Saturday, November 04, 2006

Does Klein's Endorsement of a Political Candidate Violate the Law?

The Biopolitical Times – the blog of the Center for Genetics and Society – has suggested that California stem cell Chairman Robert Klein has committed an illegal act by endorsing the Democratic candidate for California lieutenant governor.

Jesse Reynolds, a Center official who has followed CIRM since its inception, wrote:

"It's my understanding that as an appointed state official, he is prohibited from endorsing candidates for office."
Reynolds quoted a California State Supreme Court decision, Stanson v. Mott, as setting limits on electioneering by appointed officials. It said,

"A fundamental precept of this nation's democratic electoral process is that the government may not 'take sides' in election contests or bestow an unfair advantage on one of several competing factions. A principal danger feared by our country's founders lay in the possibility that the holders of governmental authority would use official power improperly to perpetuate themselves, or their allies, in office...; the selective use of public funds in election campaigns, of course, raises the specter of just such an improper distortion of the democratic electoral process."
Klein, of course, said he was endorsing John Garamendi as a private citizen – not as head of the Oversight Committee for the stem cell agency. If elected lieutentant governor, Garamendi would have the ability to appoint as many as five members to the 29-member Oversight Committee.

Reynolds wrote:
"His attempt at endorsing Garamendi as something other than his official capacity - chairman of the board of California's $3 billion stem cell program - is disingenuous and wrong. Everyone knows what his day job is. Klein's action is the equivalent of Leon Kass, then chair of the President's Council on Bioethics, lobbying Congress on stem cell research as a "private citizen" - a move that was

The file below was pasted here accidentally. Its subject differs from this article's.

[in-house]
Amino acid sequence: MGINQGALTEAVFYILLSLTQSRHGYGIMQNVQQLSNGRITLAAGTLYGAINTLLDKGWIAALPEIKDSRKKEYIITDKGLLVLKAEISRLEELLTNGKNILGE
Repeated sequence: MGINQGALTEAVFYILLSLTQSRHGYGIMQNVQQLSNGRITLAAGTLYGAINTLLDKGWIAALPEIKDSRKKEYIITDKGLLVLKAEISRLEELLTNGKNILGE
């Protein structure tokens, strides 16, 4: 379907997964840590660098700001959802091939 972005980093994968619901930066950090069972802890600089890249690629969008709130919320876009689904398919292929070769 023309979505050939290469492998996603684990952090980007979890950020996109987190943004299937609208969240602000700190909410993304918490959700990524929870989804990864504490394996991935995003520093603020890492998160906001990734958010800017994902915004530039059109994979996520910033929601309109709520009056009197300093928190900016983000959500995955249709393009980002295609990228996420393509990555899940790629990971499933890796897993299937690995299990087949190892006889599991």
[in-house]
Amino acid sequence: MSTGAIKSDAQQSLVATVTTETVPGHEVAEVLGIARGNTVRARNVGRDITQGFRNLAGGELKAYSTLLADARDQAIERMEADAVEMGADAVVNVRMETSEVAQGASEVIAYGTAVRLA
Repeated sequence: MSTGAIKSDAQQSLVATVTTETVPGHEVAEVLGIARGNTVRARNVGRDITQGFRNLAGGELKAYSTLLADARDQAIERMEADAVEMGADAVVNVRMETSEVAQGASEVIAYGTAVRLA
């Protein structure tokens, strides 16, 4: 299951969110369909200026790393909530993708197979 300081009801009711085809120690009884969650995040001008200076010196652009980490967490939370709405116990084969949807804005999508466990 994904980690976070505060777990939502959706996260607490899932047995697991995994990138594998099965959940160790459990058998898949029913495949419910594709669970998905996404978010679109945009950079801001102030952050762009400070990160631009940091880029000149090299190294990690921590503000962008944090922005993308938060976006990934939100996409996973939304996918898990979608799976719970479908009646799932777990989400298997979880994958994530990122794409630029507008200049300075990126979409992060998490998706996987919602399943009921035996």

roundly criticized by stem cell research advocates."
Reynolds also cited an earlier item on the California Stem Cell Report which reported that Klein is head of Americans for Stem Cell Therapies and Cures, a lobbying and political action group. Reynolds continued:
"Klein chaired a similar advocacy organization, the California Research and Cures Coalition, just after the passage of Proposition 71. He resigned that post [PDF] under pressure. This is more egregious, in that the new organization is a lobbying outfit, not just an 'education' nonprofit. Moreover, it advocates for candidates that will appoint the board members whose support Klein needs to stay on in his official capacity. Klein must choose: Is he an advocate, or a public servant? He should resign from one of the two boards."
We are querying CIRM concernings its position on whether Klein can legally endorse candidates for state office. However, he and other state officials regularly make contributions to candidates for state office, an act that is tantamount to an endorsement and which is apparently not banned by state law.

No comments:

Post a Comment

Search This Blog